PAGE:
The Harris shutter technique is another of those fun gimmicky photographic techniques which seems to have been invented or discovered by someone with too much time on their hands but one that has developed into a full blown photographic technique with artistic and technical value.

It involves taking at least three photos of the same moving subject. In fact this effect may not be reproduced and may not work unless your subject is in motion or some part in the scene is in motion.

Waterfalls, cars and moving bodies of water are especially good subjects. The camera must allow one to take three images of the same subject on the same frame of film.

Each image is taken with a colored filter with one slit that has a colored gel filter and the other two slits blocked or with just colored filters one of the three main colors used one at a time. The filters are red, green and blue. You are in fact re-exposing the same frame three times in consecutive order. Thus the final image will seem to have "rainbow" patterns at the edges of the moving subject. Clouds and groups of people also are good subjects for this technique.

If applying this technique in a digital format, the photographer takes three consecutive images of the same subject and then edits the individual images through any of the widely available photo editing software programs; use the red channel and combine it with the blue and green channels into the same shot.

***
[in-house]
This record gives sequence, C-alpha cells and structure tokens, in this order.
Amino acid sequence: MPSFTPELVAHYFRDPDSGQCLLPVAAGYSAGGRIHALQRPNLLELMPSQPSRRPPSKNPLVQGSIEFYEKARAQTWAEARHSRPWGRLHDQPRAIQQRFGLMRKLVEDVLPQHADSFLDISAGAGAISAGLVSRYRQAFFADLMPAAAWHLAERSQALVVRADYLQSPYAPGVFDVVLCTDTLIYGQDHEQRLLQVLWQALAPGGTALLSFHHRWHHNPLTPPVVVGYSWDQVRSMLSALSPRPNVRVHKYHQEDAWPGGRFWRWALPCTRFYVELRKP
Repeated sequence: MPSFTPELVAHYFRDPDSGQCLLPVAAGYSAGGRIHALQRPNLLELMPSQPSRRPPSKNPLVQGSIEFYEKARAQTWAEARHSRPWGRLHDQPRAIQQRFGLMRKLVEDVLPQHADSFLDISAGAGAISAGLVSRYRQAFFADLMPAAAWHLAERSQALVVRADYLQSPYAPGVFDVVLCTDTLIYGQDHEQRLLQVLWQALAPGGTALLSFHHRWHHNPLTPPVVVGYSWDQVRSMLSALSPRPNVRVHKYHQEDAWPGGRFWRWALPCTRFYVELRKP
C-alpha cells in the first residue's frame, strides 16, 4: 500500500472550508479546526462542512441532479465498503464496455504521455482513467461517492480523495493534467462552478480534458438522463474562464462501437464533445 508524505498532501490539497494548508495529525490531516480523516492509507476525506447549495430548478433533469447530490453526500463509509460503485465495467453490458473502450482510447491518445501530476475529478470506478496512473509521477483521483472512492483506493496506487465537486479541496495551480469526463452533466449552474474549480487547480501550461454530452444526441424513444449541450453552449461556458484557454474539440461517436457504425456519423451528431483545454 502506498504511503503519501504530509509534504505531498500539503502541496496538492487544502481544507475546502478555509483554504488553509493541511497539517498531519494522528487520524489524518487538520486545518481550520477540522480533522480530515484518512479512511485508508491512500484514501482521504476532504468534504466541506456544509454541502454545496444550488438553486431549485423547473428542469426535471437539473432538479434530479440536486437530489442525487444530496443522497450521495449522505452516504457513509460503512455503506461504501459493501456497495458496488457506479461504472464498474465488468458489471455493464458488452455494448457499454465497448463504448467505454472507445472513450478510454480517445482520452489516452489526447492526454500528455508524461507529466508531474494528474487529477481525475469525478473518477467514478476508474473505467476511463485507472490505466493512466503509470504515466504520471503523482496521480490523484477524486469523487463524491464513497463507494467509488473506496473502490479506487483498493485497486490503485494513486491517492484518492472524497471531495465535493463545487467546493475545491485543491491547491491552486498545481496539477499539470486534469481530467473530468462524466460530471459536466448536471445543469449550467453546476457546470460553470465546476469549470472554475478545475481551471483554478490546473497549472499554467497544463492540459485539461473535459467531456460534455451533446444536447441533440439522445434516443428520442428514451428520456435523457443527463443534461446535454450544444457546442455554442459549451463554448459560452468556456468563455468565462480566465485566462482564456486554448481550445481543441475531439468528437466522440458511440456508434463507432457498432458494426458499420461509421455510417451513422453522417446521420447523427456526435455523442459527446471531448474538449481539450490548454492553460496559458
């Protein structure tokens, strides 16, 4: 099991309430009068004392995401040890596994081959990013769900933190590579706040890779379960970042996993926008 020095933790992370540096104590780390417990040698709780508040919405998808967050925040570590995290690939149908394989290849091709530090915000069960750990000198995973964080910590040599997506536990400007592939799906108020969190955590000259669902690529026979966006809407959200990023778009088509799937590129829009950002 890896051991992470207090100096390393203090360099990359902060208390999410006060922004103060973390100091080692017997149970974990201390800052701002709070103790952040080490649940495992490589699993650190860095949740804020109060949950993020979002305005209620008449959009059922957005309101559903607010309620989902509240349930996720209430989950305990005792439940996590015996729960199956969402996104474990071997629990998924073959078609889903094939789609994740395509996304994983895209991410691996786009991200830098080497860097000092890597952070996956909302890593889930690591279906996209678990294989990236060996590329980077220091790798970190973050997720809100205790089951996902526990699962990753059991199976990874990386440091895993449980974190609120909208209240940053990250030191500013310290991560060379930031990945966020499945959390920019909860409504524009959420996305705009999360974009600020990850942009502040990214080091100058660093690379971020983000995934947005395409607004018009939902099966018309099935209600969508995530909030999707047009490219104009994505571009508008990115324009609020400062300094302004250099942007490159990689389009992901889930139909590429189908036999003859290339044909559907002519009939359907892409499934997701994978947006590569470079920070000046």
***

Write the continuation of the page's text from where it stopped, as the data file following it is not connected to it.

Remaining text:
Most of these shots are gimmicky, thus not really having any selling value, but some good samples can be obtained and then in turn sold to greeting card producers and to photography publications. There are even some very good and very pleasing effects that can be achieved with the Harris shutter technique which eventually are shown in art galleries. This can be a very enjoyable form of photography but it will take some time to master properly.

CC BY-SA 3.0
CC BY-SA 3.0 | Source


    0 of 8192 characters used
    Post Comment

    • profile image

      Lynn S. Murphy 7 years ago

      OMG! LMAO! These are sooooooooo cool. Looks like some of my scrapbook pages. Aweseome as usual Luis!


    This website uses cookies